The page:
Re: "Have you ever stifled your laughter"
You've missed filets, fliest, and flites.
314 posts • joined 23 Aug 2008
The two privacy gotchas I saw in the newspapers at the time were (1) the "shrouded in secrecy" visit was leaked several hours in advance when a plane-spotter in Yorkshire recognised Air Force 1's livery overhead; (2) the President posted a selfie naming the special forces unit he was with and without concealing the soldiers' faces, in violation of convention.
@"Ian Lavender", their data quality is awful (or GDPR has meant that the Open Register has only a very small proportion of actual names on it). They tell me that I share my name with around X people in the UK, where I know that back in the late 80s I shared my name with at least X people registered in the Kent library system.
An organisation I volunteer for moved into a building which I suspect (from labels found) was previously a print shop or something similar. The power sockets in the main room were in little clusters sticking up from the floor, with cables running through ducts along the floor, up the walls, and into the ceiling space. I was asked to remove these obstructions and put sockets on the walls instead.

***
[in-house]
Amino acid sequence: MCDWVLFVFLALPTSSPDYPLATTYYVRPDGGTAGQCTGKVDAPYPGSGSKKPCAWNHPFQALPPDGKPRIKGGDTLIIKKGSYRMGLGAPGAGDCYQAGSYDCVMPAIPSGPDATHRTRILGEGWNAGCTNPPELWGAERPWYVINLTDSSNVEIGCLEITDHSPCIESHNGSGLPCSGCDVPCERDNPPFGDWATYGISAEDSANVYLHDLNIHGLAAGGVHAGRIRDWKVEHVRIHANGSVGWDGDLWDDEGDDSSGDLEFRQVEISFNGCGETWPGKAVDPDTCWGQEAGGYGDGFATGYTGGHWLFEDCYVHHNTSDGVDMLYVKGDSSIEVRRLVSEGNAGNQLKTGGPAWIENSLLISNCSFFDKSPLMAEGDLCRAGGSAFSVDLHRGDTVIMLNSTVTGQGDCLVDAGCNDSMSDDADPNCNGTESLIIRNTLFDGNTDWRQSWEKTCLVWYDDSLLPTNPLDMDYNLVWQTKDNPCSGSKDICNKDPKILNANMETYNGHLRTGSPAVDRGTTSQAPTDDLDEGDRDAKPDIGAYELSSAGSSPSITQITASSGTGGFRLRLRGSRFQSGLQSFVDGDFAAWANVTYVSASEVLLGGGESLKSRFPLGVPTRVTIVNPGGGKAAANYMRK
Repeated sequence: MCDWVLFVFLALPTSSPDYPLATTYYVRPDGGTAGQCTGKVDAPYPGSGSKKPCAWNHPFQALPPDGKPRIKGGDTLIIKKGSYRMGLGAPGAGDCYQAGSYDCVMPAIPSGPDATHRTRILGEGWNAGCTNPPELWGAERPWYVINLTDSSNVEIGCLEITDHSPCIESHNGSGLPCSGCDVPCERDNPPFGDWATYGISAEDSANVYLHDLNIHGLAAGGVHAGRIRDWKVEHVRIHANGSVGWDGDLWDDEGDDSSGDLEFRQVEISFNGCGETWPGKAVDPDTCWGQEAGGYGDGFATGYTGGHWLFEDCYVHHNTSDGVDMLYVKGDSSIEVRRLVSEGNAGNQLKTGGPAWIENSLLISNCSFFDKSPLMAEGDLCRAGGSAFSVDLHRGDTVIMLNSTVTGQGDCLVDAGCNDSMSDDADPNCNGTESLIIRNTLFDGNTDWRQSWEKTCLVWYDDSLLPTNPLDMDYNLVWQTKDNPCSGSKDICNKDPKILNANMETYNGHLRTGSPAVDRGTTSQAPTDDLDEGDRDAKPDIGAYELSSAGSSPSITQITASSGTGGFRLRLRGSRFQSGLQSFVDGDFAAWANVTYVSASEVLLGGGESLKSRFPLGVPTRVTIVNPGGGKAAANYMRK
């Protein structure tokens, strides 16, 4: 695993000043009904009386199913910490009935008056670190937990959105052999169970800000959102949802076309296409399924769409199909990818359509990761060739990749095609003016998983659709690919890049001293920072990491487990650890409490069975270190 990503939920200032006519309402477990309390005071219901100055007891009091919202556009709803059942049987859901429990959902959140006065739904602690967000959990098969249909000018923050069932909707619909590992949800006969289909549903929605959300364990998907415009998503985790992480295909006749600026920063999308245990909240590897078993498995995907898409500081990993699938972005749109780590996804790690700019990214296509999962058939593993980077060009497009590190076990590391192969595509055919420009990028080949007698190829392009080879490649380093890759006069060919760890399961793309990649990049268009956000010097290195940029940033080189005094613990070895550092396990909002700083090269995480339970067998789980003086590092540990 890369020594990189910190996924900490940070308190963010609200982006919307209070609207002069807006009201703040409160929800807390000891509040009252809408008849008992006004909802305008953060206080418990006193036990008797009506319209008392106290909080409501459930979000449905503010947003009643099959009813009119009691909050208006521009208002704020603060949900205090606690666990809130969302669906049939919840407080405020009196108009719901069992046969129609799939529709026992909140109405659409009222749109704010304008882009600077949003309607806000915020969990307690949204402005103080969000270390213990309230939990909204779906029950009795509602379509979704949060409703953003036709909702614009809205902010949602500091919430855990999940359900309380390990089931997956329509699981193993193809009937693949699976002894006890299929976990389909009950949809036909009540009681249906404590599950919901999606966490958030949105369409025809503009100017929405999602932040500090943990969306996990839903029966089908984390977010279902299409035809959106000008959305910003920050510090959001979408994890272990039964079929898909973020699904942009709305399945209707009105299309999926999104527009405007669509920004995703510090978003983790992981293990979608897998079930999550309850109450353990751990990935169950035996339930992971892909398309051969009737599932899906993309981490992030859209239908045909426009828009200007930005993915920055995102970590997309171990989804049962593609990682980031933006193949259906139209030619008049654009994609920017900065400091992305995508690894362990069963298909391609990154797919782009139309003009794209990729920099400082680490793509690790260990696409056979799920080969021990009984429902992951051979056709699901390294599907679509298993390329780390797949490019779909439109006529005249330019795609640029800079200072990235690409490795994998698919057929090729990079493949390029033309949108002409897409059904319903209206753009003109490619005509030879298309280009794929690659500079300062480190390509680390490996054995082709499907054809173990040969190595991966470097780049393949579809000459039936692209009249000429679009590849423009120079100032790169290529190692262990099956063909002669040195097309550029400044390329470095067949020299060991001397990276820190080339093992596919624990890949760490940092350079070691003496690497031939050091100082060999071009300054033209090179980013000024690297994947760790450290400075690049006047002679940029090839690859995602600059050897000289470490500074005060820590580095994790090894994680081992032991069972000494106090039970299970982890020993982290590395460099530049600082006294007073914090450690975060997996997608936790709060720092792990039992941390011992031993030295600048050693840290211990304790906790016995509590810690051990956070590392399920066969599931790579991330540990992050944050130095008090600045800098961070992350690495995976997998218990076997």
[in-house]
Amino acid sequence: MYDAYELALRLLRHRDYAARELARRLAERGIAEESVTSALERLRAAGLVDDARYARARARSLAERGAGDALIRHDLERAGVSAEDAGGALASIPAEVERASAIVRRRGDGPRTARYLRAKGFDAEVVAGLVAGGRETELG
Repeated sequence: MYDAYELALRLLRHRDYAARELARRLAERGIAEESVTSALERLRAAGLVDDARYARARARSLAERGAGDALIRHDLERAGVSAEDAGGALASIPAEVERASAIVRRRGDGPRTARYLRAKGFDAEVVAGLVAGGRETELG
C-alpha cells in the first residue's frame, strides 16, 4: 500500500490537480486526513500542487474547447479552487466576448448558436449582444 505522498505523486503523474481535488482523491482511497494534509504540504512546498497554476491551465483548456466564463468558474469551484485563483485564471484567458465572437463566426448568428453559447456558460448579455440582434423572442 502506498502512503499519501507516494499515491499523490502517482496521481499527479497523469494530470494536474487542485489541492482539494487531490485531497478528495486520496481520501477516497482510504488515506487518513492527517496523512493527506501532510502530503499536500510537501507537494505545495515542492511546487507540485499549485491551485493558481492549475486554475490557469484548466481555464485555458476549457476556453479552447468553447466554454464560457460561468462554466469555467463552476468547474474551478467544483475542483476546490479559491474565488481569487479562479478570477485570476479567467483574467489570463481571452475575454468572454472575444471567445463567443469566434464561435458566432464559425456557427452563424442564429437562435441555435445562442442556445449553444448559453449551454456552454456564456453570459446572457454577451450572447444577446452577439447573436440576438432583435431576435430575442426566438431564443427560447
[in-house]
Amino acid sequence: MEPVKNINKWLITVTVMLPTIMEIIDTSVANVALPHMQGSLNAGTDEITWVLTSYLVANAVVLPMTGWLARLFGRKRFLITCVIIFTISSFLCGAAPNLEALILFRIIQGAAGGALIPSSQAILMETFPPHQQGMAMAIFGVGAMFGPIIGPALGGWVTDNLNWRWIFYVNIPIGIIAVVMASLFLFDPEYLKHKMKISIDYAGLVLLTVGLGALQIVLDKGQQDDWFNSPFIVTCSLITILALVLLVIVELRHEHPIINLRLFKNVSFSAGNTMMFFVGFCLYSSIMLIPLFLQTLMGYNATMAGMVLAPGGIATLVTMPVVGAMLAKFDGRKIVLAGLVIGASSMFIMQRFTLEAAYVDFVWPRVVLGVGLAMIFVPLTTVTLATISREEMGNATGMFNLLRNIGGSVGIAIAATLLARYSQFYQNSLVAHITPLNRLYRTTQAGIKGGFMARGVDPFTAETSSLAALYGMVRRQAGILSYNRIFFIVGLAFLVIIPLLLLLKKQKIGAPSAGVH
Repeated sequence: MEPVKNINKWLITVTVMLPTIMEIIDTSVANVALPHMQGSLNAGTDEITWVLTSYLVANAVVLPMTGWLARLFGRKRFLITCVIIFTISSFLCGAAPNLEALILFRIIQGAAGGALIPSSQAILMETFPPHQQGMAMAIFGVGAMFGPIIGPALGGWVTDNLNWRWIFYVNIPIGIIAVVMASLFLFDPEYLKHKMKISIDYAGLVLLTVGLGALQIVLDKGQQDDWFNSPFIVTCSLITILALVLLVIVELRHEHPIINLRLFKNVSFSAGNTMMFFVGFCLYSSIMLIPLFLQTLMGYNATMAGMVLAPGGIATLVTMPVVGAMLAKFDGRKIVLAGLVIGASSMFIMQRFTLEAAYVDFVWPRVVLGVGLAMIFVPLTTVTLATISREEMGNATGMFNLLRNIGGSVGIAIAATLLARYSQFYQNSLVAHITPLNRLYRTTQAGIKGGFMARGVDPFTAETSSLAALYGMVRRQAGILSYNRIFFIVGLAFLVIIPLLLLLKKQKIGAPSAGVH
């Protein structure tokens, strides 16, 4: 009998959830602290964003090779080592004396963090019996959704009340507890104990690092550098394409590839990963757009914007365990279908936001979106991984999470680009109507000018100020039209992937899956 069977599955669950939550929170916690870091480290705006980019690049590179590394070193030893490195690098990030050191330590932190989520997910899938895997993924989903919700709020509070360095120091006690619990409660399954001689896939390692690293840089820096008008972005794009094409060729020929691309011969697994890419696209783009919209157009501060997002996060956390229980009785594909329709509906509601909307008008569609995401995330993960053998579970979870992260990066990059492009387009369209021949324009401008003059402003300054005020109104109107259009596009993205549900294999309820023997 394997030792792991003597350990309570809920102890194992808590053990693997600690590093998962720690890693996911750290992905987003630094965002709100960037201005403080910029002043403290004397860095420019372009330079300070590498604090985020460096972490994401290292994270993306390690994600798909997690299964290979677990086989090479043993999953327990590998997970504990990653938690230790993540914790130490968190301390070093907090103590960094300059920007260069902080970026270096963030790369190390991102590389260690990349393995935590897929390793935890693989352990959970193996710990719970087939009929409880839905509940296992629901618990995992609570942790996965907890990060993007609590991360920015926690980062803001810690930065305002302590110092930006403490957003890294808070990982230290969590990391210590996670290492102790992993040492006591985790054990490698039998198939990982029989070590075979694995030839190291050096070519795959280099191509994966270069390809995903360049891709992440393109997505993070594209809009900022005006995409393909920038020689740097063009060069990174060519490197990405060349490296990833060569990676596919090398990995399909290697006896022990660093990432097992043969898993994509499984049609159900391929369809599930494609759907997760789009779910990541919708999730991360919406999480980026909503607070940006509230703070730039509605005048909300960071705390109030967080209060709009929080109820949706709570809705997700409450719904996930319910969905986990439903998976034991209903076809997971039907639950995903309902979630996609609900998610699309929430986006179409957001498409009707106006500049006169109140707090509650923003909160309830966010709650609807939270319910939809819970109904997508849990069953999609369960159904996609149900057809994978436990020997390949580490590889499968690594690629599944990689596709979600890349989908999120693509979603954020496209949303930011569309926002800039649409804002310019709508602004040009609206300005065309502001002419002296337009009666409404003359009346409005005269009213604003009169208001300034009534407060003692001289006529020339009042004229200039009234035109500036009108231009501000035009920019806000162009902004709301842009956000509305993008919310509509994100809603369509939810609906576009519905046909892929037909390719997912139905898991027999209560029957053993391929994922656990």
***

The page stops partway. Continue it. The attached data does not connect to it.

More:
Before starting work I checked that the mains breaker was off, then used a multimeter on one of the sockets to be sure. Disassembled that socket, and moved onto the next one, which gave me a nice 230V electric shock. It turns out that the building had two rings, and the sockets alternated between them.
It would be an insult to Sweden to ask it for such assurances, because if Assange is extradited under a European Arrest Warrant then the receiving country cannot extradite him without approval by the sending country. Or if you prefer a different perspective, Sweden already gave such assurances way back in 2004 when it implemented the framework directive which established the EAW. See http://eur-lex.europa.eu/LexUriServ/LexUriServ.do?uri=CONSLEG:2002F0584:20090328:EN:PDF Article 28, paragraph 4.
Assange may be many things, and I can think of a few pejorative terms I would apply to him, but any Americans who think that he is a traitor to the US are objectively morons. You can't commit treason against a country of which you have never been a citizen.
My inside information from a former colleague is that Sabadell tried to port their existing code for their Spanish bank, which was cowboy quality. Hard-coded values including IP addresses for servers and telephone area code prefixes. Copyright-violating ripoff of a Netflix library from GitHub where the copyright header was changed but not the references to Netflix in error messages. Compounded by the insistence of the suits that 500 simultaneous users was a sufficient load test.